The Washington Post

A black plastic box holds the remains of a Fairfax life

Jorge Gabriel, who died in May, stands with his friend, Angel Alonso. Jorge’s is one of hundreds of unclaimed bodies each year in the Washington region. A court-appointed guardian had him cremated, with Fairfax County paying the expenses. His friends are trying to find relatives in the Philippines to take the ashes. (Courtesy of Daisy Alonso)

When the end came for Jorge Gabriel, his body lay unclaimed in a Fairfax County nursing home.

Then came the calls and the dead ends — routine in the search for relatives of people who die homeless, incapacitated or alone.

The nursing home wasn’t set up to store Gabriel’s body after he died May 31. He was 75. Workers called a court-appointed guardian, who tried to contact one of Gabriel’s friends. But they didn’t connect. So the guardian decided that Gabriel would be cremated, and arranged for Fairfax officials to cover the cost.

The county pays a contractor $1,775 for the task.

Now the ashes are sitting in a law office in Alexandria.

For more than two decades, Gabriel was a fixture in Annandale, where he ran Anna ‘N Dale’s Newsstand from a shabby two-story cottage on busy Columbia Pike.

As newspaper and magazine sales sank, the Filipino immigrant tried to scrape by selling esoteric titles including the Russian and German versions of Maxim. There was a musical dancing Santa Claus, and a stream of Gabriel’s off-color and consciously incorrect jokes – which he insisted on delivering before handing over purchases, even to those who were clearly in a hurry.

Gabriel lived on the second floor, and friends begged him to give up the shop and find a peaceful place to retire. His answer: “What, stay in an old people’s home and then die?” recalled Ramoncito Albotra. Gabriel would add: “There are a lot of people who smile every time they see me.”

It was Gabriel’s second act in America.

He spent his first recruiting and leading engineering teams to help open nuclear plants across the United States.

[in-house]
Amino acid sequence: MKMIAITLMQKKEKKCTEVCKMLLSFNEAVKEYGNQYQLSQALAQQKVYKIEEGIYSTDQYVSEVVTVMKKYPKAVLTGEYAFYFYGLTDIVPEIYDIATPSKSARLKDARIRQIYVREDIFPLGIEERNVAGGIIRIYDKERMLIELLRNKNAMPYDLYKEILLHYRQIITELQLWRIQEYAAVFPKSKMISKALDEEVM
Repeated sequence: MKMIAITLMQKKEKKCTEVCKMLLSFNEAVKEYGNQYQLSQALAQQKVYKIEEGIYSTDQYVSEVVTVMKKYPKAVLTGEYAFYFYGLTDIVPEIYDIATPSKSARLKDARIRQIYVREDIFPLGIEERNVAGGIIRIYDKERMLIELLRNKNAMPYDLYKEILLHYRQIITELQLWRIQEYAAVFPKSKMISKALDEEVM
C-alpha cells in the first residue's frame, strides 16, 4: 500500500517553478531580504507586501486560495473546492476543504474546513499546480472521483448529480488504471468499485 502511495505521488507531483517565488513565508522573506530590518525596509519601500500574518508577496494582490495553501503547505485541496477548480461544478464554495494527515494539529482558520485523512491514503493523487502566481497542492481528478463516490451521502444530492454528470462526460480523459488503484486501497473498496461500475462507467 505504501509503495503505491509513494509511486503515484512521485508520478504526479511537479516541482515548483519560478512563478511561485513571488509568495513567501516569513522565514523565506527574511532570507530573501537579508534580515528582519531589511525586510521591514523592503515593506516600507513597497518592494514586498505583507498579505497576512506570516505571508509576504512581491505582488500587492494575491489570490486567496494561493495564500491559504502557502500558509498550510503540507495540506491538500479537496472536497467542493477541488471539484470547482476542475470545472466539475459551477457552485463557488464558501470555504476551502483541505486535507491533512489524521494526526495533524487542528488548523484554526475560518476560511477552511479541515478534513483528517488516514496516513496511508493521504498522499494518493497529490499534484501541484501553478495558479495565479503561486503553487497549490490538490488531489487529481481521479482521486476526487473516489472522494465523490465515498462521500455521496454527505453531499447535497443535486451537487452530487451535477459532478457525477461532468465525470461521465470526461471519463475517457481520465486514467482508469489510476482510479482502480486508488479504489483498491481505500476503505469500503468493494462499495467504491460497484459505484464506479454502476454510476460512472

As his last nuclear job was unexpectedly winding down near Oswego, N.Y., Gabriel was rudderless, depressed and living in the bone-chilling cold off Lake Ontario. A friend from the Washington area, Angel Alonso, suggested that he move down.

“He was looking for a family,” Alonso said.

Alonso and Albotra had been students of Gabriel’s at San Sebastian College in Manila in the 1960s. Alonso suggested that Gabriel teach science at a community college in Annandale, but Gabriel took over one of Alonso’s newsstands instead.

When Albotra offered to help him connect with relatives in the Philippines, Gabriel told him, “I don’t know them anymore.”

During the better years, Gabriel burned through cash. “I don’t have any family, I don’t have any kids, I don’t have any wife. I’m alone. I’m good at it. I enjoyed it,’ ” he told Albotra.

Gabriel’s friends found him collapsed on the second floor of the newsstand in April. He had been there for days, dehydrated and disoriented. He was hospitalized with congestive heart failure and pneumonia.

Weeks later, he was dead.

Gabriel’s ashes have been sitting in a black plastic box in the office of Gabriel’s guardian, Kenneth Labowitz, an Alexandria attorney who handles many such cases.

Gabriel’s friends have been searching for his relatives, and last week found a nephew in California. But the nephew decided not to take the ashes. Labowitz said he will find a dignified place to bury them.

“We loved him,” Albotra said. “Why will it end this way?”

Mike Laris came to Post by way of Los Angeles and Beijing. He’s written about the world’s greatest holstein bull, earth’s biggest pork producer, home builders, the homeless, steel workers and Italian tumors.



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